Just last week, though, I got to try dinner at the top-rated Bangkok restaurant on TripAdvisor, Nang Gin Kui (aka Eat, Pray, Love. Haha. Just kidding. It stands for Sit, Talk, Eat). It’s actually the very first restaurant I’ve tried that is currently listed in TripAdvisor’s top 10 Bangkok restaurants. At #2 is Creamery Boutique Ice Creams (yes, an ice cream parlor is Bangkok’s number two restaurant), and #3 is Chef Bar, which I’ve heard good things about but haven’t tried yet. These are then followed by Sensi Japanese restaurant and The District (huh? Never heard of either), followed by G’s Restaurant (there’s another German place besides Bei Otto?), JP French Restaurant, Reflexions (at the Plaza Athenee? Really?) Old Town Cafe, and finally Le Petit Zinc (oh yeah, I have tried that place). Maybe you have been to all these places and found them excellent, or maybe you don’t know them from Jorah Mormont’s half-bear sister. It’s all subjective, isn’t it? Do you take a chance or not?

Maybe. Because, as much shade as I’ll throw on an ice cream parlor being the second-ranked restaurant in Bangkok, I do totally understand why Nang Gin Kui is TripAdvisor’s #1. It is charming, intimate, lovely and — for a certain type of outgoing, personable diner (not me) — a lot of fun. It is also really, really smart. Set on the 15th floor of the oldest apartment house in a quiet riverside section of Chinatown, Nang Gin Kui is the brainchild of architect Florian Gypser and his girlfriend, chef Goy Siwaporn, who open up their own home to grubby outsiders about four times a week. Evenings are either “meet and greets” (where a bunch of strangers gather together and try to find common ground for a few hours) or private dinners for a couple or group of people, and they serve set menus of 12 courses which change nightly, depending on what’s fresh at the market.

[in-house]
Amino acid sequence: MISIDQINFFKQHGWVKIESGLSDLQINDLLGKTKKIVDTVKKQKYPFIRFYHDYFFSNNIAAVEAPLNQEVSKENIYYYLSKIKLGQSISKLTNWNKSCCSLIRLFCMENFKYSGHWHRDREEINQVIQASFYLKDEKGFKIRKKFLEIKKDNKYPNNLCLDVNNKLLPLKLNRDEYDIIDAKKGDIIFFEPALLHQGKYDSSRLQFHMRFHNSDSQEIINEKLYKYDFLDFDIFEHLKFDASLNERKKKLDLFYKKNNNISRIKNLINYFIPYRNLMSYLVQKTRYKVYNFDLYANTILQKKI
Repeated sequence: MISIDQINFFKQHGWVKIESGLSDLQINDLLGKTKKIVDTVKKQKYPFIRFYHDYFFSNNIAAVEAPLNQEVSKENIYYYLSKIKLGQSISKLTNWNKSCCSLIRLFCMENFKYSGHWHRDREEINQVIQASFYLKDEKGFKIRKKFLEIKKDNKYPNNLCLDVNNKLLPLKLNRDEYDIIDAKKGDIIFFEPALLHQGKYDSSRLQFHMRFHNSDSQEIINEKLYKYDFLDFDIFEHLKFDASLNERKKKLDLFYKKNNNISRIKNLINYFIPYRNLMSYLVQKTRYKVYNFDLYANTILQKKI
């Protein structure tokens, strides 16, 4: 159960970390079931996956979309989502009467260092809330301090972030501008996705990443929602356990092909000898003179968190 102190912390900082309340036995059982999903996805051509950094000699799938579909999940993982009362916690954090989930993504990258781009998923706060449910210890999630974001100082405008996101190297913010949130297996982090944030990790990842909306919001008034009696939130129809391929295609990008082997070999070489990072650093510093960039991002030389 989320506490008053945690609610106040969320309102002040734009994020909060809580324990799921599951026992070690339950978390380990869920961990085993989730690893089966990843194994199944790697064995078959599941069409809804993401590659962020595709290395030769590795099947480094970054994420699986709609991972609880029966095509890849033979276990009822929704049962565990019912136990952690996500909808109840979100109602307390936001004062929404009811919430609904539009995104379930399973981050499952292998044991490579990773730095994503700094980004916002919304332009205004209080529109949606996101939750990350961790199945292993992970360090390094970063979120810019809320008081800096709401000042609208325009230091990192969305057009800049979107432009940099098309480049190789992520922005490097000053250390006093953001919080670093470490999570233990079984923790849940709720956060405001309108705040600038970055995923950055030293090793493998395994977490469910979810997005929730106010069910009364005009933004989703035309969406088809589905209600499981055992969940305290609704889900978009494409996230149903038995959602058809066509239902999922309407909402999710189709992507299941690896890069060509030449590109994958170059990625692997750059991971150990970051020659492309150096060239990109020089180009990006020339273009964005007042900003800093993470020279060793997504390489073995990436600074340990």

One of the reasons Nang Gin Kui works is that, well, very few people have a nice, cozy space with a stunning view of the Chao Phraya River. Besides Le Normandie, this probably has the best view of the river I’ve seen — in fact, it might be better, because it’s up higher. My photos don’t really do it justice.

Riverside view

Riverside view

Another thing is, it’s a lot of food, with a whole lot of space in between — European-level amounts of space — that allow for plenty of conversation and digestion. The fare is mostly Asian-ish: Thai, with a bit of Chinese or Japanese and some fusion-y touches, depending on Goy’s mood. There are plenty of little nibbles to go with your aperitif, like tofu-and-sesame salad or asparagus wrapped in salmon, as well as heartier stuff (curry, grilled seafood). The cooking smartly avoids getting too fancy, or too fussy, in favor of simplicity and flavor. And food is not the only thing in abundance here; Florian is very, very good at making sure your champagne and wine glasses are filled at all times.

The ultimate effect is like a dinner party spent at the home of very ambitious and efficient foodie friends whom you’re just starting to get close to, so you’re trying to be as polite as possible to their other friends in order to score more invitations to their house. The only problem for Florian and Goy is that all I have to do is call them up and reserve a table if I want another evening with them! Something to consider, Florian and Goy. Cause for concern (for them).

NOTE: Despite my offer to pay, Florian and Goy comped my dinner. Can I be bought off by a pleasant, boozy evening full of food? Why, yes. YES I CAN. However, I also thought it was a fun experience and would have happily paid. Plus, I am not James Franco and refer to Dany by her real name. You can trust my opinion! Or not. More food for me.